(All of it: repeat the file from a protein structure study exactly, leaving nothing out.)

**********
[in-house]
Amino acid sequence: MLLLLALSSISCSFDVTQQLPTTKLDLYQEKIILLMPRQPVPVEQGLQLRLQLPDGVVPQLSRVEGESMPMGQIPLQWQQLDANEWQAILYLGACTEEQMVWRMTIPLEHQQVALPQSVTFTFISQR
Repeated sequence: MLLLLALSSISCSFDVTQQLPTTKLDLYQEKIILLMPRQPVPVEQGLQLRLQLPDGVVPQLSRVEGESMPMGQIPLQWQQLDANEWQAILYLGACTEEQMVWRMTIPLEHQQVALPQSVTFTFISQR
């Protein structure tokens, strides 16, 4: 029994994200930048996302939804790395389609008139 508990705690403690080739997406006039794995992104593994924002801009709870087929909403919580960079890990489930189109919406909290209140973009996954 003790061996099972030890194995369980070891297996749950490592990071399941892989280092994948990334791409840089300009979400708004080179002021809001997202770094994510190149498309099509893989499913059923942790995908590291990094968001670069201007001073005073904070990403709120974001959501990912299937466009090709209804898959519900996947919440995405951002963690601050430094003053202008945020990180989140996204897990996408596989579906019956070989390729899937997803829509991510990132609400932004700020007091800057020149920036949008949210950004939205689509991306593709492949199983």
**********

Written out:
[in-house]
Amino acid sequence: MLLLLALSSISCSFDVTQQLPTTKLDLYQEKIILLMPRQPVPVEQGLQLRLQLPDGVVPQLSRVEGESMPMGQIPLQWQQLDANEWQAILYLGACTEEQMVWRMTIPLEHQQVALPQSVTFTFISQR
Repeated sequence: MLLLLALSSISCSFDVTQQLPTTKLDLYQEKIILLMPRQPVPVEQGLQLRLQLPDGVVPQLSRVEGESMPMGQIPLQWQQLDANEWQAILYLGACTEEQMVWRMTIPLEHQQVALPQSVTFTFISQR
């Protein structure tokens, strides 16, 4: 029994994200930048996302939804790395389609008139 508990705690403690080739997406006039794995992104593994924002801009709870087929909403919580960079890990489930189109919406909290209140973009996954 003790061996099972030890194995369980070891297996749950490592990071399941892989280092994948990334791409840089300009979400708004080179002021809001997202770094994510190149498309099509893989499913059923942790995908590291990094968001670069201007001073005073904070990403709120974001959501990912299937466009090709209804898959519900996947919440995405951002963690601050430094003053202008945020990180989140996204897990996408596989579906019956070989390729899937997803829509991510990132609400932004700020007091800057020149920036949008949210950004939205689509991306593709492949199983």